President Nixon, when he took office in January 1969, appointed his Vice-President Spiro Agnew to a similar advisory role. Their charge was to recommend what to do with NASA once humans walked on the Moon. The advisory report offered a grandiose vision for the future, which was largely ignored, although its recommendation of a Space Transportation System led to the Space Shuttle program.

The Council was abolished in 1973, and briefly revived under George H.W. Bush from 1989 until 1993, then discarded. Vice-President Dan Quayle, chair of the Council, tried to usurp control of NASA from Administrator Richard Truly.

Since then, no President has brought back the Council, although 2008 Democratic presidential candidate Barack Obama at one time did propose its revival. After he became President in January 2009, Obama appointed a Review of U.S. Human Spaceflight Plans Committee to recommend a space policy direction for his administration, but after that space policy remained with NASA and the White House Office of Science and Technology Policy.

Nearly sixty years of NASA history have shown that the idea of an advisory space council is a bad one. It will have no authority at best, and at worst will try to interfere with the daily operations of agencies far more knowledgeable about what they do. Neither will an advisory council be able to override Congress, which in the end determines space policy and appropriates the funding for it.

The article also falsely states another reason for NASA's existence, a common falsehood circulated these days by Republican politicians. The co-authors wrote:

NASA was formed in the crucible of Sputnik and took this nation to the moon and stars. Today, it has been largely reduced to a logistics agency concentrating on space station resupply and politically correct environmental monitoring.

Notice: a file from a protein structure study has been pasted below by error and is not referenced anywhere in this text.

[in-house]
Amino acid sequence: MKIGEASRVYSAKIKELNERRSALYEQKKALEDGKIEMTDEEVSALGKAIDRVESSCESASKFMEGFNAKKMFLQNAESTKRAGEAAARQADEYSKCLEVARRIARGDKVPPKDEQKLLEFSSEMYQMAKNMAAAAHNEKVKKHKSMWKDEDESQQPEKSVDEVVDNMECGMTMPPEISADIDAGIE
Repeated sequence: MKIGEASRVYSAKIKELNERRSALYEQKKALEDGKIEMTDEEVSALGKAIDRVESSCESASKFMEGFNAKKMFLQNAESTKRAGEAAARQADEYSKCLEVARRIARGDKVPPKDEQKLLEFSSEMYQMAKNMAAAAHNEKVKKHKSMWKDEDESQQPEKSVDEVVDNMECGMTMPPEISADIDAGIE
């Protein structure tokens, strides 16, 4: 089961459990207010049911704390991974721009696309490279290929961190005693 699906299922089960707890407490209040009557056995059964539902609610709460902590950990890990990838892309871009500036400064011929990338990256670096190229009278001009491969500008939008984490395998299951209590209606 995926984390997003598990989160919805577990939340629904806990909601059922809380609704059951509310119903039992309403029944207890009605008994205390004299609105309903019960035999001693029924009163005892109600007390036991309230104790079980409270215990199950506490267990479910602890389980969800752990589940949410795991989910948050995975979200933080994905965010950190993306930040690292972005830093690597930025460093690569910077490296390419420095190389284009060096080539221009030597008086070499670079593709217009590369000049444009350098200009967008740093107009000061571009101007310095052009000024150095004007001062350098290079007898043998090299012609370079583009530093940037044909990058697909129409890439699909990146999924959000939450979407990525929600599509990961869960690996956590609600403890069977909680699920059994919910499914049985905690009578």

Another Republican presidential candidate, Ted Cruz, falsely claimed that NASA isn't supposed to be involved in earth sciences or studying climate change.

But the first objective stated in NASA's 1958 charter is:

The expansion of human knowledge of phenomena in the atmosphere and space.

NASA's roots trace back to the International Geophysical Year, a globally coordinated program by the nations of the Earth to study the planet's meteorology, oceanography, seismology, and atmospheric interaction with space. The United States and Soviet Union, as part of the IGY, would launch the world's first satellites to study those phenomena. In the United States, that program was called Vanguard.

In the Soviet Union, it was Sputnik (Russian for “satellite”).

Public and political hysteria in the United States after the first two Sputniks launched in fall 1957 led to the creation of NASA. Vanguard was transferred to the new civilian agency.

April 1, 1960 ... The first weather satellite image from space, transmitted by TIROS I.

In 1960, NASA began the first weather satellite program, called TIROS (for Television Infrared Observation Satellite). TIROS created the world's first meteorological satellite information system. TIROS provided the first accurate weather forecasts based on data gathered from space, with continuous coverage beginning in 1962.

Collection of data by TIROS and other meteorological observation satellites provided the hard evidence to document climate change, which is why I suspect Republicans are so intent on shutting down NASA's earth science programs.

The article concludes:

Space is the frontier on which American aspiration can become humankind’s inspiration. It is our freedom and our courage that allows us to do great things. Space represents a challenge of infinite proportions. There is no environment more hostile. There are no distances to travel that are greater. And yet Americans seem to know intuitively that the destiny of a free people lies in the stars. Donald Trump fully agrees.